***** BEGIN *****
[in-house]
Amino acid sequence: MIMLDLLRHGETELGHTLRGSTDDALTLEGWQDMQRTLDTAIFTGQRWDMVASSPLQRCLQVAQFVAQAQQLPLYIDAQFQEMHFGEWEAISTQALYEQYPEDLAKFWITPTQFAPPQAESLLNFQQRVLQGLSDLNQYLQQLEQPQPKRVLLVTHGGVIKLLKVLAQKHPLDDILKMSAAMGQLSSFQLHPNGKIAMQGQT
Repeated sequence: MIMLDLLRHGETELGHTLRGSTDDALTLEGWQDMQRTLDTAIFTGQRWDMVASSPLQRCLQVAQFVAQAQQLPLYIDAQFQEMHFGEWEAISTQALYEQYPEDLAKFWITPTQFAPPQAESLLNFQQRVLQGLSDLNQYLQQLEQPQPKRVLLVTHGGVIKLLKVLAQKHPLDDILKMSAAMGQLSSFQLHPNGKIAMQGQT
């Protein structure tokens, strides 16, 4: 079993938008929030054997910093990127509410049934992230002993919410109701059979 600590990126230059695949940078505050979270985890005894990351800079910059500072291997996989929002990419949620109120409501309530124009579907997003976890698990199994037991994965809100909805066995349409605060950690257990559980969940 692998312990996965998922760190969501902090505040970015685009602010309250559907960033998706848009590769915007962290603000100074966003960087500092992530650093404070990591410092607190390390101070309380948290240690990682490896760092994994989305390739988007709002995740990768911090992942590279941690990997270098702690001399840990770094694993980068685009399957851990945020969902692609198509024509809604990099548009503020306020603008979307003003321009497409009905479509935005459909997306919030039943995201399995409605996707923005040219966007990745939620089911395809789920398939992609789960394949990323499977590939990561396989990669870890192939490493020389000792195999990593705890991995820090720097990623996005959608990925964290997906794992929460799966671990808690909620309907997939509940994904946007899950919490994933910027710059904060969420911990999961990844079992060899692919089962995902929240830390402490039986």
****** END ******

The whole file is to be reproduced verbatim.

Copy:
[in-house]
Amino acid sequence: MIMLDLLRHGETELGHTLRGSTDDALTLEGWQDMQRTLDTAIFTGQRWDMVASSPLQRCLQVAQFVAQAQQLPLYIDAQFQEMHFGEWEAISTQALYEQYPEDLAKFWITPTQFAPPQAESLLNFQQRVLQGLSDLNQYLQQLEQPQPKRVLLVTHGGVIKLLKVLAQKHPLDDILKMSAAMGQLSSFQLHPNGKIAMQGQT
Repeated sequence: MIMLDLLRHGETELGHTLRGSTDDALTLEGWQDMQRTLDTAIFTGQRWDMVASSPLQRCLQVAQFVAQAQQLPLYIDAQFQEMHFGEWEAISTQALYEQYPEDLAKFWITPTQFAPPQAESLLNFQQRVLQGLSDLNQYLQQLEQPQPKRVLLVTHGGVIKLLKVLAQKHPLDDILKMSAAMGQLSSFQLHPNGKIAMQGQT
């Protein structure tokens, strides 16, 4: 079993938008929030054997910093990127509410049934992230002993919410109701059979 600590990126230059695949940078505050979270985890005894990351800079910059500072291997996989929002990419949620109120409501309530124009579907997003976890698990199994037991994965809100909805066995349409605060950690257990559980969940 692998312990996965998922760190969501902090505040970015685009602010309250559907960033998706848009590769915007962290603000100074966003960087500092992530650093404070990591410092607190390390101070309380948290240690990682490896760092994994989305390739988007709002995740990768911090992942590279941690990997270098702690001399840990770094694993980068685009399957851990945020969902692609198509024509809604990099548009503020306020603008979307003003321009497409009905479509935005459909997306919030039943995201399995409605996707923005040219966007990745939620089911395809789920398939992609789960394949990323499977590939990561396989990669870890192939490493020389000792195999990593705890991995820090720097990623996005959608990925964290997906794992929460799966671990808690909620309907997939509940994904946007899950919490994933910027710059904060969420911990999961990844079992060899692919089962995902929240830390402490039986």